Killa Kyleon: Oh hell yeah! We really been unified. E.S.G. and Slim Thug broke that barrier. They were the first to really step across that line and break. Then again, I take that back: Geto Boys broke it. Scarface is from the Southside; Willie D and Bushwick [Bill] was from the Fifth Ward. It’s been goin’ down. Everybody was just in the dark about it. By ’08, [Houston] is gonna look like Atlanta.

Slim Thug: The s**t is gonna be big. It always been pretty good. Me and E.S.G. were the first dudes to unite; it’s been a part of me. I’ve always got love on both sides of town. I always got respect in any hood. This ain’t gonna be a surprise to the Houston people, ‘cause with me, it’s been like that. Before me, Paul, Cham, and Mike, it was all Southside artists. Now, besides Keke, there really ain’t a Southside artist. They made all the Screw s**t big. I think it’s the Southside dudes that [give us] our slang. I feel like that’s missing right now in the city. What’s your personal situation? Are you signed to Koch?

Killa Kyleon: Nah, I’m signed to Geffen. I’m signed to Boss Hogg/Geffen. When Slim signed the deal, I was a part of it. My resume is great. I’m on gold and platinum records, and ain’t got no album out. I did tracks with Paul Wall, I’m on Mike Jones’ [Who is Mike Jones?] album, I’m on Slim’s [Already Platinum] album, and I’m on Letoya Luckett’s [self-titled] album. I got features with Chamillionaire [coming up]. How much do you think the success of Serve & Collect will make Geffen expedite your process?

Killa Kyleon: Oh hell yeah! It’ll make ‘em speed that s**t up just as quick. The whole Grand Hustle clique recently made the cover of XXL. Do you think that the Boss Hogg movement can ever reach those kind of heights?

Killa Kyleon: Hell yeah, I see it happenin’. I gotta say: just like East Coast had they time, then to the West, then the Midwest…it’s in the South right now. We here. We been here. I see that happenin’. I see more Southern artists breakin’ those covers, man. There’s a lot of talent here, man. You got a song “Back to Front”… T.I. had “Front Back,” which was a remake of U.G.K.’s “Front, Back, Side to Side” which sampled Eazy-E. This is getting confusing. Tell about this record…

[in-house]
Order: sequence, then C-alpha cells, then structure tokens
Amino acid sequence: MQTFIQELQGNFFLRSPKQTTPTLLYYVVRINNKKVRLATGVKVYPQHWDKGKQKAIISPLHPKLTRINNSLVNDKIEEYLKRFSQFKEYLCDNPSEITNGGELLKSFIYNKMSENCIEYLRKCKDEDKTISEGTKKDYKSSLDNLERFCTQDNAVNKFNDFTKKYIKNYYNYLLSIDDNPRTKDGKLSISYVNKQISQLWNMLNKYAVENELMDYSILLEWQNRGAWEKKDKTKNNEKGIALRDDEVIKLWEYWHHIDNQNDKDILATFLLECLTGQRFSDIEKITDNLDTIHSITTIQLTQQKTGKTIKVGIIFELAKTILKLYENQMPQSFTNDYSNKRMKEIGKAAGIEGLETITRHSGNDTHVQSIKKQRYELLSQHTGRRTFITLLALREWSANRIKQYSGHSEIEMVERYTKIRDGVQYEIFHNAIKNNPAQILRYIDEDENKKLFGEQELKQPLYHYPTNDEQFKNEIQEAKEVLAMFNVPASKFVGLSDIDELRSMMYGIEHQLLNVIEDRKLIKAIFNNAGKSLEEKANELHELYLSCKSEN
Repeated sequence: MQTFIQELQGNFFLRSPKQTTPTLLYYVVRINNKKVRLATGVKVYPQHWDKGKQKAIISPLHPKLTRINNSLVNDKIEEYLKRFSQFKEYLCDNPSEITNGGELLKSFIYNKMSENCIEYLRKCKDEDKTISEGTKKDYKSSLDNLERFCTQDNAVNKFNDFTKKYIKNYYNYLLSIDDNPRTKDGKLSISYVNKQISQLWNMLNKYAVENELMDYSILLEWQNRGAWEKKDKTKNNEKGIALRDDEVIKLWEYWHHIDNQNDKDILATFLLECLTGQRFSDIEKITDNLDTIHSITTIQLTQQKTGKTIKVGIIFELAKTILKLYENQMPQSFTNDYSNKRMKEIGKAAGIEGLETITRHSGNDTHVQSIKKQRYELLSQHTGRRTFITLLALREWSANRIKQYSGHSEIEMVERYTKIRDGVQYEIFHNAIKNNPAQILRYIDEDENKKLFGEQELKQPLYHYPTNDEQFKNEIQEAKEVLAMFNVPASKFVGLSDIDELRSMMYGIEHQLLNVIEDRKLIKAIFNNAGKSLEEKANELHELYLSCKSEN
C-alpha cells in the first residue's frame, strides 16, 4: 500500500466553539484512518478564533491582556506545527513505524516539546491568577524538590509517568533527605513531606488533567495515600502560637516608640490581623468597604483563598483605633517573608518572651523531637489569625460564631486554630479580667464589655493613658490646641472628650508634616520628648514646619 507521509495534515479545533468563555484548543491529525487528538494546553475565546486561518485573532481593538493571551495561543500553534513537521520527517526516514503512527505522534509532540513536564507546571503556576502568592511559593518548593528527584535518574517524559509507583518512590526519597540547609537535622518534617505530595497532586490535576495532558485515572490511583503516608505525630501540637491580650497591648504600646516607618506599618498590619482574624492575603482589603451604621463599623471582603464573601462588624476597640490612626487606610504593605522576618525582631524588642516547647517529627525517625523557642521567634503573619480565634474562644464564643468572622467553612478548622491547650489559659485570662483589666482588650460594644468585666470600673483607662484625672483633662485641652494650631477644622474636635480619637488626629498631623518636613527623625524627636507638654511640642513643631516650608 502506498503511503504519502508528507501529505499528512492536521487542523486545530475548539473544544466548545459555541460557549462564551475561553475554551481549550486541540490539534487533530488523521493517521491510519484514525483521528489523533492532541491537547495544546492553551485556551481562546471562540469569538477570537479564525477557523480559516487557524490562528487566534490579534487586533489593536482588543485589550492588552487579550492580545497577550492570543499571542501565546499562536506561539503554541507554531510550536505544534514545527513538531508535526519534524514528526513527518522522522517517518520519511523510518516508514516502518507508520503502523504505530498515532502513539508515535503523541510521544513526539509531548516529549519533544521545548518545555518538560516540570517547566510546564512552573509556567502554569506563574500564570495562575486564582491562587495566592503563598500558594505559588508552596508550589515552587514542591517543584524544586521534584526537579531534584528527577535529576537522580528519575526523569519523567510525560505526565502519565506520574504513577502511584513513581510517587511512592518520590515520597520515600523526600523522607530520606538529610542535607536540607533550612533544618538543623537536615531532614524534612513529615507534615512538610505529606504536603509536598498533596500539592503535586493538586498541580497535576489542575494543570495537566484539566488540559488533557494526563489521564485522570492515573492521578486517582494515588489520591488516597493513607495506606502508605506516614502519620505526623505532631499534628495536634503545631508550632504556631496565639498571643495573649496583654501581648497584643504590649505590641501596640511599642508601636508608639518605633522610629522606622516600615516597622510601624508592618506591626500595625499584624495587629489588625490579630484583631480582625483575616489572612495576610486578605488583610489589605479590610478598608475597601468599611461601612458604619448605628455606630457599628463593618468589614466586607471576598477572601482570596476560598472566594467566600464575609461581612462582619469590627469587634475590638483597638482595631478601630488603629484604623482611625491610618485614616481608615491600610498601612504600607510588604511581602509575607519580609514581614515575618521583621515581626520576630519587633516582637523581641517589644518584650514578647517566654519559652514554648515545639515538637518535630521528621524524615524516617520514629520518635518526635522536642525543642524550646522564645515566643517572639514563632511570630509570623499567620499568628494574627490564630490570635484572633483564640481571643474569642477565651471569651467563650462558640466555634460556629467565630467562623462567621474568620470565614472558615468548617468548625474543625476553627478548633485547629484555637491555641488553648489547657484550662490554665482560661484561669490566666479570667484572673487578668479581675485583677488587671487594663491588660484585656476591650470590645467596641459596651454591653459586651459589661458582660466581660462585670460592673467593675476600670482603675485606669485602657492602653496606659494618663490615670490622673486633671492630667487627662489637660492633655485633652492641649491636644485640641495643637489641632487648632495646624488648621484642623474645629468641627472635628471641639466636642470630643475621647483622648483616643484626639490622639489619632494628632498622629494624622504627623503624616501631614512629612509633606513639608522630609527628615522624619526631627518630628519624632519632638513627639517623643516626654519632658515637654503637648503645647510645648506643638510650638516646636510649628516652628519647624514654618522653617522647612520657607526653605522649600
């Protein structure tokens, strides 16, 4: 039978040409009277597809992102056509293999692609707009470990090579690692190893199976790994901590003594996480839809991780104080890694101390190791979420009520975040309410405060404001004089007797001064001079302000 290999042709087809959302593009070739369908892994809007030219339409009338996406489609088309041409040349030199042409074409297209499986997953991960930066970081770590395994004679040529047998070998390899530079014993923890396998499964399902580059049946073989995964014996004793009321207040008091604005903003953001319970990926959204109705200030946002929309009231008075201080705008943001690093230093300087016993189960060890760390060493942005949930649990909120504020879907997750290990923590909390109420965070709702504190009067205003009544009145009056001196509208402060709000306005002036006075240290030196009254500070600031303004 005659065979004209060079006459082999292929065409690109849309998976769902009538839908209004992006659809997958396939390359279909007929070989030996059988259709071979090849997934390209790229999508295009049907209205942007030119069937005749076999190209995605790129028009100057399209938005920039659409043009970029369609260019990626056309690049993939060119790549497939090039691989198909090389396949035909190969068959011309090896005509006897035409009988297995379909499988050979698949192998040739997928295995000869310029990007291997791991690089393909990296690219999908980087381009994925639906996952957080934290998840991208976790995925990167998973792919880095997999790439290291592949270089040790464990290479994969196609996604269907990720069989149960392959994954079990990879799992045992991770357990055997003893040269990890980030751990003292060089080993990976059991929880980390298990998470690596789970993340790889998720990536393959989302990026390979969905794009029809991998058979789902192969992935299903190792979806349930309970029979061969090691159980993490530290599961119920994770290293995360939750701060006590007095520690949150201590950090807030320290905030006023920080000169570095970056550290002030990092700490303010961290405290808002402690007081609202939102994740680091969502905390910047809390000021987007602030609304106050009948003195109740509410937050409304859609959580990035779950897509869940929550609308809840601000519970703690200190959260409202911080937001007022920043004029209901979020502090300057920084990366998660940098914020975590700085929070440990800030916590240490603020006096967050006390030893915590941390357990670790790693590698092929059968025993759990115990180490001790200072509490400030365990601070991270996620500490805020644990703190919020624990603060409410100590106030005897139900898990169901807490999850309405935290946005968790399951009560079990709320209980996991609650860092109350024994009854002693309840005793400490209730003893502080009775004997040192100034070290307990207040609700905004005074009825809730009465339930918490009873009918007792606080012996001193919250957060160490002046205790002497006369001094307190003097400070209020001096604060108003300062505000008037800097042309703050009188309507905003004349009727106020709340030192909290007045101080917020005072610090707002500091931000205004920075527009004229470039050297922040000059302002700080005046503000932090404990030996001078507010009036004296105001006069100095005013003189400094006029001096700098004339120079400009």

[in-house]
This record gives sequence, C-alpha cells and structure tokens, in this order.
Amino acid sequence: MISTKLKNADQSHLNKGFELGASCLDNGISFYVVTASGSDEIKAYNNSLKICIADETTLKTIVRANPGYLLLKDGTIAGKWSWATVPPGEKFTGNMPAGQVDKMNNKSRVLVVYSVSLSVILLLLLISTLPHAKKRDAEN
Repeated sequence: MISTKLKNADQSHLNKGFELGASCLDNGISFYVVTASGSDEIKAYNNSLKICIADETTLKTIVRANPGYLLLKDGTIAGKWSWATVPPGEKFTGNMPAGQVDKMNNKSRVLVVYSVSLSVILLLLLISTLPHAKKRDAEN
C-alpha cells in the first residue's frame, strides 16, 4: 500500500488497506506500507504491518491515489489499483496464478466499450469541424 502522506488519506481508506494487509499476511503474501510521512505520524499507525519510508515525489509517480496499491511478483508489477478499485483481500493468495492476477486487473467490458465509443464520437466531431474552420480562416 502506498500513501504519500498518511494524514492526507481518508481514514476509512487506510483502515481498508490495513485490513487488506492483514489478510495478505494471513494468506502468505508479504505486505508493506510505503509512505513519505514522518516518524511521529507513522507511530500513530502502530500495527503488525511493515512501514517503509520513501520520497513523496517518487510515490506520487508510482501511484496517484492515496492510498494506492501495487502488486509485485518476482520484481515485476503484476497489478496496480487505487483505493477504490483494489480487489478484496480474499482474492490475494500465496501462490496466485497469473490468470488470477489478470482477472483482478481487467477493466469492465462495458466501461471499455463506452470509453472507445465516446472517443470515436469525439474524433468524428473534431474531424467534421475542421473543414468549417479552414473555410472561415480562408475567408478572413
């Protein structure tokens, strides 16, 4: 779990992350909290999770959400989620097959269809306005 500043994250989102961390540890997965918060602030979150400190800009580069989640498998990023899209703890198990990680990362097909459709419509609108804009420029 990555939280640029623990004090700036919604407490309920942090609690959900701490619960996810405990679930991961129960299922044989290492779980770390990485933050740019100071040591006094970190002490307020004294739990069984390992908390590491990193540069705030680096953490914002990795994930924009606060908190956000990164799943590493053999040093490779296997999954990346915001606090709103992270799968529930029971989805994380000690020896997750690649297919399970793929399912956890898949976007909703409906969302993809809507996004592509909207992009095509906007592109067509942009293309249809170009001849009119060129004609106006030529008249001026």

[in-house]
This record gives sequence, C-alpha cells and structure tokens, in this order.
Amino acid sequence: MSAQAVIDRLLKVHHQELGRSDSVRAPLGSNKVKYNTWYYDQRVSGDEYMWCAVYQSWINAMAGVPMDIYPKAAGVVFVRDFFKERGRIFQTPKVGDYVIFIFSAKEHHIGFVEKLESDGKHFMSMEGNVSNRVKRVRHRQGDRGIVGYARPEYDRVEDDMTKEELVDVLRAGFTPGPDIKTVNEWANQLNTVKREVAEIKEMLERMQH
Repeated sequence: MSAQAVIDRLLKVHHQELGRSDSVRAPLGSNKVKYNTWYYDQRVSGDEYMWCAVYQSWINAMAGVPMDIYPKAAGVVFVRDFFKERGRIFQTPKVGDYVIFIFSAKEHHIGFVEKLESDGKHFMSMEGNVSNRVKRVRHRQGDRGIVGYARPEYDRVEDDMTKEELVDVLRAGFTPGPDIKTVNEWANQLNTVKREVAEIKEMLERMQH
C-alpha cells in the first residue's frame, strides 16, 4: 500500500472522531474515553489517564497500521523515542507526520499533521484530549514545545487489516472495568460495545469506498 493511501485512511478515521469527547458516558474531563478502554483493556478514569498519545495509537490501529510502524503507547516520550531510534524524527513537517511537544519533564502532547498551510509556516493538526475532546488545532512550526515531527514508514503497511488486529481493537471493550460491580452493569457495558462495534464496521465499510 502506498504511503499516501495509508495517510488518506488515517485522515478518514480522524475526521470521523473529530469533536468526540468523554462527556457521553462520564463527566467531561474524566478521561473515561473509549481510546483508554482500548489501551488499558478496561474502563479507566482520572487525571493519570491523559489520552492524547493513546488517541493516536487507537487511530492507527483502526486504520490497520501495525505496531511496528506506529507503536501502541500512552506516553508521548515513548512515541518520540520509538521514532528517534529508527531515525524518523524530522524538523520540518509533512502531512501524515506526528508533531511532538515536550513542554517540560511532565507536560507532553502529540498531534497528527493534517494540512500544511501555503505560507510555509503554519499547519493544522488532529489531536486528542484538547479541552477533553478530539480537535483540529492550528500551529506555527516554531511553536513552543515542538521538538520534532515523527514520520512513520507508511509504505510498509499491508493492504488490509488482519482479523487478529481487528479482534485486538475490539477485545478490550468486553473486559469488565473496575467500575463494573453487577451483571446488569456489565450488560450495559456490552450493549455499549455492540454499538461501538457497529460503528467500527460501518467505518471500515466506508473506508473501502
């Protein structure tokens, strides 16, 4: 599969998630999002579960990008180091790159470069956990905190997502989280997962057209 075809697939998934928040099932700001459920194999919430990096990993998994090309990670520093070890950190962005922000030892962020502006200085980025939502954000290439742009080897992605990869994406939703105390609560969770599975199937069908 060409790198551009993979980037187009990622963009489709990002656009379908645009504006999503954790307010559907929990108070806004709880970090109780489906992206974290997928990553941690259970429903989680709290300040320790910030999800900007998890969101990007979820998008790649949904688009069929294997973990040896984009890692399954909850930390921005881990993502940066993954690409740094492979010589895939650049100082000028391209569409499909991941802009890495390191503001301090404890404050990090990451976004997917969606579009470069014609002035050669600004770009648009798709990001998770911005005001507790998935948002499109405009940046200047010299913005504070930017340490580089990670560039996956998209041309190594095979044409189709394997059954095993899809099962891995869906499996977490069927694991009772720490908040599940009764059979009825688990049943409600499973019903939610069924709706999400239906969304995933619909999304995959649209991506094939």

Killa Kyleon: We’re the guys that ain’t on [VH1’s] The Fabulous Life of…; we actually living what we’re rappin’. Those are real personalities. That’s what’s going on in the streets. Really, we’re not a group. It’s like we’re the San Francisco Giants, and everybody on the squad is Barry Bonds. We’re the Bulls in ’97, but everybody’s Jordan. At the same time, look at what happened to the original Outlawz, after ‘Pac passed. Look at Junior M.A.F.I.A. after Biggie died. We’ve heard that before, but besides N.W.A. and The Juice Crew, it’s never really been proven.

Killa Kyleon: But you wanna know something? You can’t put all your ducks in a row. Everybody in the group got they own situation brewin’. We’re not just livin’ off Slim Thug’s name. A lot of these guys that’s in guys’ groups, they live off that person’s name; they don’t get out there and do they own legwork and footwork. No disrespect to The Outlawz or anybody else; I’m not speakin’ on them – I’m speakin’ on Boss Hogg Outlawz. I know each one of can stand on our two feet without Slim. He came and f**ked with us, we didn’t necessarily have to f**k with Slim. We’re all bosses. We’re bosses, we’re hoggin’, and we’re all outlaws. Is that why there aren’t features on the album?

Killa Kyleon: Yeah, we done it like that simply because we didn’t want that look. We gotta be hot on our own. With my record, you’re not gonna see features. People will come to buy a Killa Kyleon album – not a U.G.K. album, a Mike Jones album, a Paul Wall album. When you get the features, I don’t think the press respects an album looking like a compilation album. When you got a million features, the song’s not hot because of you. Slim, you had a heavy dose of features on Already Platinum, how does that opinion sit with you?

Slim Thug: Really, on my own s**t, that ain’t what I wanted. I never really wanted to do it like that, it just sorta ended up like that. It was a decision [Geffen] made. [For Boss Hogg Outlawz], it was either take away from their shine by putting extra n***as on there. I wouldn’t have been mad if they wanted to get somebody on there or somethin’. It was basically what they wanted. My whole s**t is settin’ them up as solo artists, or settin’ them up to the point where people recognize them – where you can see them without seein’ Slim Thug, where they can have they own fanbase, they own shows – that’s where they see money at, not bein’ behind me or any other artist. It ain’t about me or if they got as much talent as me, they probably got more.